Studying in the UK is completely different to studying in China. There are cultural differences everywhere, not just the food and the language, but most importantly in education and employment.
Having just arrived at UK universities, many Chinese students mistakenly believe that meeting the language requirement is sufficient preparation. However, after the term starts, the excitement is soon replaced by a heavy academic burden and the difficulties encountered during studying and living in a foreign environment. At first, some Chinese students think their problems are because their English is not good enough; for example, they do not dare speak out in the class, cannot completely understand what lecturers tell them, cannot read fast enough, write very slowly etc. Students often believe that putting more effort and more time into study will gradually solve all these problems. This makes them feel under great pressure.
Many of the difficulties experienced while studying in the UK universities are not due to lack of English proficiency,but are due to the differences between UK and Chinese education system, including different educational philosophy, teaching methods, learning outcomes, etc.
There is a common misconception that ‘good English proficiency guarantees quality of learning’. However, research shows that many Chinese students cannot adapt fully to their new learning environment within a single year. Many Chinese students, no matter how hard they work, feel powerless and uncertain. This has a serious negative impact on their learning outcomes, and they often fail to achieve their desired final programme results. Consequently, many Chinese students graduating from a one-year master's degree feel that the time has flown by, and that study is not only a miserable process, but after graduation employability and competitiveness is not strong as expected.
While studying in the UK, if you want to improve academic performance, and at the same time improve your employability and competitiveness, our Keys to Success course can significantly assist your self-development. This course is developed by a team of intercultural experts who are specialists in higher education, and is based on years of research and experience. The course is tailored specifically for Chinese students studying in the UK. The main purpose of this course is to help Chinese students to overcome learning difficulties by helping them understand the cultural differences in the education systems, and at the same time improve their productivity and performance in their studies, and enhance their employability and competitiveness in job market.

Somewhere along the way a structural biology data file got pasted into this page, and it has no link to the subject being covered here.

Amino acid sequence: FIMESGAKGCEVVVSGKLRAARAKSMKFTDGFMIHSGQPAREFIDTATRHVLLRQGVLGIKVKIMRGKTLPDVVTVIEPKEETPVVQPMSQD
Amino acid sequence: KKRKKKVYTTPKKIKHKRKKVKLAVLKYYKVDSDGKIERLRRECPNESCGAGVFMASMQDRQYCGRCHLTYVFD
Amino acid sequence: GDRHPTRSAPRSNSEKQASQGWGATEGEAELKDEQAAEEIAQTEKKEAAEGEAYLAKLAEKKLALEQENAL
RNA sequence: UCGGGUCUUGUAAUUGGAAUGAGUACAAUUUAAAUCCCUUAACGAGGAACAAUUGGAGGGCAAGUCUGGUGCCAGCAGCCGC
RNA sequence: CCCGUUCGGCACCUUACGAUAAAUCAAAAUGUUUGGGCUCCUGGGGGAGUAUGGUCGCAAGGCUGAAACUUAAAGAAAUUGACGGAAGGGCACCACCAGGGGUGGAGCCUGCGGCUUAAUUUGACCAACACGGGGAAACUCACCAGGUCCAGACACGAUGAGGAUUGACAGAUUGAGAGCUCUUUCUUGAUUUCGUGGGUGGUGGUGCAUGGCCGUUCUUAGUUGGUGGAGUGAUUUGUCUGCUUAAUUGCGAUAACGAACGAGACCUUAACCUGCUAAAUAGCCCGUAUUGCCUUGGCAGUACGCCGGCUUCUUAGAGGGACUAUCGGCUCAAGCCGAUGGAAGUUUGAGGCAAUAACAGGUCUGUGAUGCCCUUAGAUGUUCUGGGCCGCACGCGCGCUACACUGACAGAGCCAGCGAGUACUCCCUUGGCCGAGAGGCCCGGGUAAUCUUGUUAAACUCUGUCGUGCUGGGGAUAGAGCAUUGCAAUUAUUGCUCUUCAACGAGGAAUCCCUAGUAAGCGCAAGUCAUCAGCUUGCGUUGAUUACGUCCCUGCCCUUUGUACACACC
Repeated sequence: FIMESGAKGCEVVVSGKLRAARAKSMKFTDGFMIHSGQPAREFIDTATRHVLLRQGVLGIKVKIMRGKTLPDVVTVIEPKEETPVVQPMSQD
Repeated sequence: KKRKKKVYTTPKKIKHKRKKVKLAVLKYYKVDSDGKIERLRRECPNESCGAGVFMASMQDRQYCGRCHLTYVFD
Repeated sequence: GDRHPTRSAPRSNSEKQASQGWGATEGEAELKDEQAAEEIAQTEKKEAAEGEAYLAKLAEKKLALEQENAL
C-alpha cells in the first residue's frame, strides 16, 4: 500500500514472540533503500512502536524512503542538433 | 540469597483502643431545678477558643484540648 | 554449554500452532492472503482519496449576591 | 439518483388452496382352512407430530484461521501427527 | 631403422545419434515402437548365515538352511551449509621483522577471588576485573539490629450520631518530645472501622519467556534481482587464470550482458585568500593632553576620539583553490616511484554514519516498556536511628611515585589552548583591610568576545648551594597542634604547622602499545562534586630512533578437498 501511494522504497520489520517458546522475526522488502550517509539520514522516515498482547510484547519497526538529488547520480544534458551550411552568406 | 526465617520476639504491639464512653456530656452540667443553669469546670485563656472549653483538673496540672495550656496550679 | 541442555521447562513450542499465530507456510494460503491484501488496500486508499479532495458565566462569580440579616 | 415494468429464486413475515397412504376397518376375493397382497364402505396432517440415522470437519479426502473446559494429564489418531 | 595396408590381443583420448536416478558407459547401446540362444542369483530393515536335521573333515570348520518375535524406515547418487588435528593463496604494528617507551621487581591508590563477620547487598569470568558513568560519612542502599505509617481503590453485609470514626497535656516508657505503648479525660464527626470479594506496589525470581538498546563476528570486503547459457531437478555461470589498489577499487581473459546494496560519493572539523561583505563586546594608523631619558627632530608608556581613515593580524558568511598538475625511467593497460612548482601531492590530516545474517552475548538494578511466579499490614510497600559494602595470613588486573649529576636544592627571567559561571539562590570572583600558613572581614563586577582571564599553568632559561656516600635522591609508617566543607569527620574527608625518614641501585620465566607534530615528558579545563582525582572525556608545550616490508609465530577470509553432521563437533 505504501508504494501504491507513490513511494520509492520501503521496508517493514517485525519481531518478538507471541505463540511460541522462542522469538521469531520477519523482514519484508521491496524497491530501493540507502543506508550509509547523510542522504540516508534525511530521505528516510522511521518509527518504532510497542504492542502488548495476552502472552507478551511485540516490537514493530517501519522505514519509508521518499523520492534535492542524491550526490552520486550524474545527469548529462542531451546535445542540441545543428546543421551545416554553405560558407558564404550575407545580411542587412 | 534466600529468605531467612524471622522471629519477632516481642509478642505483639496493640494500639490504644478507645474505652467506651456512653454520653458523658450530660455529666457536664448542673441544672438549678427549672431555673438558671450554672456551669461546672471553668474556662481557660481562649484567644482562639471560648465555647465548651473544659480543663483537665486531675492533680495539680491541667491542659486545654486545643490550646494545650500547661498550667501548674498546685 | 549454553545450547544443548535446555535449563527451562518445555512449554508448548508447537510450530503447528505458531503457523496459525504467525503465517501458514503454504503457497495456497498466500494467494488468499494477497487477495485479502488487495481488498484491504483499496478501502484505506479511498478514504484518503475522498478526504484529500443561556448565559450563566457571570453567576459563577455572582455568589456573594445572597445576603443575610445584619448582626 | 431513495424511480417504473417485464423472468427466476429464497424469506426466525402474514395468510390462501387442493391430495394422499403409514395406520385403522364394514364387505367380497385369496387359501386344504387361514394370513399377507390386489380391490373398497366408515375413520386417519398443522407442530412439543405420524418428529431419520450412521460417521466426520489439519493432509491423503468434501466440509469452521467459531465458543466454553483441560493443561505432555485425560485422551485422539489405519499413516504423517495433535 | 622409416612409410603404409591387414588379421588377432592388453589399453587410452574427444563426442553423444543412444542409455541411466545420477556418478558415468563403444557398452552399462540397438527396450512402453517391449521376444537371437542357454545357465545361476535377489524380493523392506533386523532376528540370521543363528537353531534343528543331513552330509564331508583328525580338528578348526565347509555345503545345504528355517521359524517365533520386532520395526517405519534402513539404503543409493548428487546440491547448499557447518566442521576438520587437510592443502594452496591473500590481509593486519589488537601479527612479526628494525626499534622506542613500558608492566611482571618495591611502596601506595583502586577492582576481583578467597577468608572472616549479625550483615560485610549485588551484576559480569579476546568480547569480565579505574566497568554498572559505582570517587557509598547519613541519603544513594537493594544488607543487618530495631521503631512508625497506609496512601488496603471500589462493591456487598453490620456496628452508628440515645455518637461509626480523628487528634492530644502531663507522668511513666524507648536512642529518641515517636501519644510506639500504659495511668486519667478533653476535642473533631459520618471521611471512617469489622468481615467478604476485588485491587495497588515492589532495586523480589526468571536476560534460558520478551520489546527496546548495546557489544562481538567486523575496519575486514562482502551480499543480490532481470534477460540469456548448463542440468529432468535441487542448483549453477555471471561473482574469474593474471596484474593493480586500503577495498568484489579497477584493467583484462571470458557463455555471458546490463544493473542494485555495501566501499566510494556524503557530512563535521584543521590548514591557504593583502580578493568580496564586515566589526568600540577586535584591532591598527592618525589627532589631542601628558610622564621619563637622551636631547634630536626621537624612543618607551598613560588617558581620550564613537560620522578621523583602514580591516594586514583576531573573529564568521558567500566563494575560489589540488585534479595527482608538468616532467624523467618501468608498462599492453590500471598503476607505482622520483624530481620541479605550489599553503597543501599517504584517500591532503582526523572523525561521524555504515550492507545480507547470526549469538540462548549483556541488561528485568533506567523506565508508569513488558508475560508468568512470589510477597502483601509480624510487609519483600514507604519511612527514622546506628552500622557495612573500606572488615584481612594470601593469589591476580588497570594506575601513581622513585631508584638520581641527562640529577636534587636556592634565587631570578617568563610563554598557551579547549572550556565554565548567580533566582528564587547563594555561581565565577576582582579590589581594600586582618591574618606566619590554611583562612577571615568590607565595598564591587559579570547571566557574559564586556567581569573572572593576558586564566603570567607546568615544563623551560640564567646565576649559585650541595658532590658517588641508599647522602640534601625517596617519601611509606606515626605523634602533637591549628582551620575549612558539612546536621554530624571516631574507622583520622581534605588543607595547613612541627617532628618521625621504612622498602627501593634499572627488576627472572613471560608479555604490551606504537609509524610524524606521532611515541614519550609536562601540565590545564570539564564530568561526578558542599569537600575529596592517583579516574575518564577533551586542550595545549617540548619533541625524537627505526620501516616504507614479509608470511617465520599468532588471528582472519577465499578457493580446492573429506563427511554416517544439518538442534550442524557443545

Develop Global's Keys to Success training course is designed to improve Chinese students’ overall learning skills, learning efficiency and learning outcomes, and to provide practical help to enable Chinese students to solve common learning problems experienced in the UK, while at the same time improving employability and competitiveness. It is a training course with a wide range of teaching outcomes. On the other hand language courses are offered mainly to improve the students' standard of English.They are training courses with a single-outcome.
Develop Global's Keys to Success training course is tailored specifically for Chinese students. The course is developed by team of intercultural experts based on characteristics and needs of Chinese students studying in the UK. Language and pre-sessional courses delivered in the UK are designed for all international students, not specifically for Chinese students.
Develop Global's Keys to Success training course uses bi-lingual and bi-cultural teaching methods. Trainers are specialists in both Chinese and British higher education and are highly experienced. They are experts in the characteristics of Chinese students and needs they have when studying in the UK. Dr Linda Hui Yang, the lead trainer of the course, has a Durham University PhD in intercultural studies. She has worked for UNESC, and has 12 years of teaching and consulting experience in both China and the UK. During the training, an experienced British professor from Durham University will be a guest lecturer. In contrast, English language training courses and pre-sessional courses use mono-lingual and mono-cultural teaching methods. The teachers themselves are generally British, and do not have first-hand experience of the challenges of studying in the UK as a Chinese student. Consequently, it is difficult for them to effectively understand the meet the practical needs of Chinese students.